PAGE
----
“Sar utha ke jiyo!” the advertiser exhorts.
I watch this ad with mixed feelings, trying each time to interpret the phrase, how it would mean different things to different people – and which precise shade of expression in the crowded infinitum from dignity to arrogance would precisely describe, to me in particular, the feeling of holding one’s head high.
When I hear people express shuddering horror at the prospect of having to depend on their children in old age, I feel a little embarrassed.
The truth is, I’m completely dependent on my children even now. I’ve been so ever since the moment they entered my life. I’m not ashamed to admit that when they’re happy, fulfilled, enjoying success or recreation – I feel content. When they’re disturbed, ill, unhappy or confused for any reason, existence feels nothing but wretched. There’s no other dependence that can be defined as simply and as completely.
When babies soil their pants, parents consider it their loving duty to clean, dispose, and disinfect. When toddlers graze their knees, it’s a joy to kiss away the pain. To comfort a school-goer who has lost her best friend is nothing but a gift, a lofty privilege of existence! Parents put aside their need for fun, privacy, even self-fulfilment, and ride their kids to tennis class, maths tuitions, and birthday parties. They’re prepared to pump them with caffeine at any hour of day or night when they’re preparing for entrance exams. They valiantly tolerate mood swings and breaches of discipline, and then lend every inch of their own energy into generating that escape velocity for the children to swing off into orbits of their own.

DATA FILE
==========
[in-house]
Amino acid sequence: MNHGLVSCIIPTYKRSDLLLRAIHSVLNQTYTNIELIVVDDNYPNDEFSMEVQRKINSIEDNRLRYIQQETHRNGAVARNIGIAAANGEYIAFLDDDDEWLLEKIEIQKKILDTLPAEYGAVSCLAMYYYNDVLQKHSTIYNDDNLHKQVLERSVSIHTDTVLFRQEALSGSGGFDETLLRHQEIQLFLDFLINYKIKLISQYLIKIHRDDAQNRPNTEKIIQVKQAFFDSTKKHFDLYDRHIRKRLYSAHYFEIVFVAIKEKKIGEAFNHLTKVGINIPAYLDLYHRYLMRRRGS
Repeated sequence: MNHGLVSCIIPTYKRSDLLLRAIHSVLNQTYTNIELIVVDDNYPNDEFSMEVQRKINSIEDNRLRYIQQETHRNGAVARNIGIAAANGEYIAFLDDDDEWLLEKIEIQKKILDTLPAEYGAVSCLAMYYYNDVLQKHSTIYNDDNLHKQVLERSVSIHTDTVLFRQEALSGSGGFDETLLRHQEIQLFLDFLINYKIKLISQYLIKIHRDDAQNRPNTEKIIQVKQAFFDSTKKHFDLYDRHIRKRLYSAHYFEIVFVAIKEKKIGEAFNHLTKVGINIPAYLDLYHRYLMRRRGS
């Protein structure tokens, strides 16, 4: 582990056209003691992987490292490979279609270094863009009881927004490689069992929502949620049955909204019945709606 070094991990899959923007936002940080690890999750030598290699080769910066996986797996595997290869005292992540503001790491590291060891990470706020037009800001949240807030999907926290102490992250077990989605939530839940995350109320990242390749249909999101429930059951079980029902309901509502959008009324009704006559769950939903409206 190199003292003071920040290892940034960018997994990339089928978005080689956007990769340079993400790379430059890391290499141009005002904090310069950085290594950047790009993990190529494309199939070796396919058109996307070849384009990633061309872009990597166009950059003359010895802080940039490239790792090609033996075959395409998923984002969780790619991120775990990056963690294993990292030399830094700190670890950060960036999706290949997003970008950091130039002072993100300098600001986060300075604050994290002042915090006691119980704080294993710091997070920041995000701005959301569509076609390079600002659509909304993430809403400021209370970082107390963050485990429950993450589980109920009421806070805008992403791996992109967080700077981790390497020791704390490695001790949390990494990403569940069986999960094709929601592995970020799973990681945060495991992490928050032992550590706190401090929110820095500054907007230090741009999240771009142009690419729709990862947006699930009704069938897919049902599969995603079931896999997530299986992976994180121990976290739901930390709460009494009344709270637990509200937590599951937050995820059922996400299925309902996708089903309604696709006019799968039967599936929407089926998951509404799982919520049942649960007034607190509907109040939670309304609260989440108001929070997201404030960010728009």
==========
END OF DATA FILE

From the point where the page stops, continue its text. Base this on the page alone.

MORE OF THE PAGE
And yet, just a few years later, these clichés of parenthood run aground. The children extend a helping hand – only to be churlishly pushed away!
To me, this behaviour is surly and uncalled for, and nothing at all to do with ‘sar utha ke jeena’. When old age and illness or disability come to me, my dignity will come from trusting existence to provide me with carers who will treat me with patience and kindness. When my circumstances compel me to take help from others, my dignity will come from learning their ways and adapting to them. When someone holds out a hand to help me, my dignity will come not from pushing them aside, but from my deep gratitude for their presence, and for their generosity. My dignity – and pride – will be enhanced by the knowledge that my helplessness has provided them the opportunity to gain virtue from being charitable. I will proudly feel that I’ve earned my place at the table just by responding to the overtures of affection and kindness of those who are caring for me. I promise not to expect much, and to be grateful for every little that I get.
First appeared in Sunday Mid-day 15 Jul 2007